Type: Technical Support & Training
The Catchment Data & Evidence Forum 2021 was held online 4th & 5th October. Bringing together over 100 people from across the catchment, coastal and nature recovery data and evidence community, it provided an opportunity to share and learn about the latest developments in monitoring, modelling, data visualisation and analysis.
The Forum included a keynote presentation from Adam Frost of Add Two on Data Visualisation, followed by a mix of lightning talks, discussions and interactive voting.
There were sessions on data and evidence to support nature recovery and biodiversity; health, wellbeing and nature connectedness; citizen science and monitoring; and coastal and marine management.
Two spotlight webinars followed the forum focusing in more detail on data visualisation and the important freshwater areas concept.
Below you can watch recordings of the presentations and each of the webinar sessions. A summary of the Forum will be coming soon.
Lightning Talks Session 1
Data & Evidence to support nature recovery and biodiverity
Lightning Talks Session 2
Health, wellbeing and nature
Citizen science and monitoring
Taking a wholescape approach to catchment, coastal and marine management
90% of information absorbed by the brain is visual. Great data visualisation can help you to communicate your key data stories better, make a greater impact with your audience and help drive action and change behaviour. In this webinar Jayne Mann and Emily Cooper from The Rivers Trust and CaBA Communications Team explain the importance of good data visualisation and share practical tips and demos to help you design a great data story. Includes using Canva and Flourish to make impactful infographics, find high quality free imagery, and make interactive charts and animations to bring your data to life.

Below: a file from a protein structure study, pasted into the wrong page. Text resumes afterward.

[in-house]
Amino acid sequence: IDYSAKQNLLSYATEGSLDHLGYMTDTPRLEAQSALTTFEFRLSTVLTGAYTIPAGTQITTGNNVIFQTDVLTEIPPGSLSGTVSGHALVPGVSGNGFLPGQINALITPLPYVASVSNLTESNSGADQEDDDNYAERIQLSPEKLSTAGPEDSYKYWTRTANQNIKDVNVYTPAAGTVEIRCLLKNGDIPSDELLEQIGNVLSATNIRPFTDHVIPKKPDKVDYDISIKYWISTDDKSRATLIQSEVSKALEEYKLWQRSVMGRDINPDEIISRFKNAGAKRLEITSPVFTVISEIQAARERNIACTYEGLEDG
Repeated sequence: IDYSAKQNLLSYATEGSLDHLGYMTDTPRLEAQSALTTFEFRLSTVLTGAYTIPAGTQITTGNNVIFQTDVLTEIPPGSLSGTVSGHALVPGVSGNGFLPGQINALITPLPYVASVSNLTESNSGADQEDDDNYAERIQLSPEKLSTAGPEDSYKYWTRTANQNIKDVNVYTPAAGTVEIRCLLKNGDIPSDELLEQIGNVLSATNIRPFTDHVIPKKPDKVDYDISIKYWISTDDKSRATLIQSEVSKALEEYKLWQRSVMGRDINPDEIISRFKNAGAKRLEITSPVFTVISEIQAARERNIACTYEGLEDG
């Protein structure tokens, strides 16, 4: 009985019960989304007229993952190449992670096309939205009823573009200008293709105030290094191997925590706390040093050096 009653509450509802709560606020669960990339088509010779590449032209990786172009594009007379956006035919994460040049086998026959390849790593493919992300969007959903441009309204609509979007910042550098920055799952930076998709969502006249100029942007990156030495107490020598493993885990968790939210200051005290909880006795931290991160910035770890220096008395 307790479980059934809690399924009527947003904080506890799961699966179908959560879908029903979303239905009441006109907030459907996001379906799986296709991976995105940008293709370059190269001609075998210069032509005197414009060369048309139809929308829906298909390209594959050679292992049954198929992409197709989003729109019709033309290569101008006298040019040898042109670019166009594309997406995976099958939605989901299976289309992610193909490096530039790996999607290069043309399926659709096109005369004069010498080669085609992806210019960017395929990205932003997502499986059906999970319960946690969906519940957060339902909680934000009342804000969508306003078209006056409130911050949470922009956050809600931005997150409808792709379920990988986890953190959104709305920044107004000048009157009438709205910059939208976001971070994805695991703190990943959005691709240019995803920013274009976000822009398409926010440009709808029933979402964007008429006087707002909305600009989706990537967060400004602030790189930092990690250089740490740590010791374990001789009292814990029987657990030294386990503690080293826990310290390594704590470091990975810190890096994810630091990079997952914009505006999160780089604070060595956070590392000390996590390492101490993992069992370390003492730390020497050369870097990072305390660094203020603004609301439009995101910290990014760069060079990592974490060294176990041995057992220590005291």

The Important Freshwater Area (IFA) concept has been developed by the Freshwater Habitats Trust to help target action to protect freshwater biodiversity and develop projects to best protect, restore and improve connectivity for freshwater. At the heart of the concept is the key principle that, to stem the decline in freshwater biodiversity and prevent further extinctions of freshwater species, both regionally and nationally, it is essential that we protect the remaining high-quality areas, the Important Freshwater Areas (IFAs), and strategically restore and create new high-quality habitats to extend these areas, and so improve connectivity and resilience. In this webinar Hannah Worker from the Freshwater Habitats Trust introduces the IFA concept and explains the different sources of data used, how to apply the analysis, and how the approach has been used to target delivery of practical freshwater conservation projects.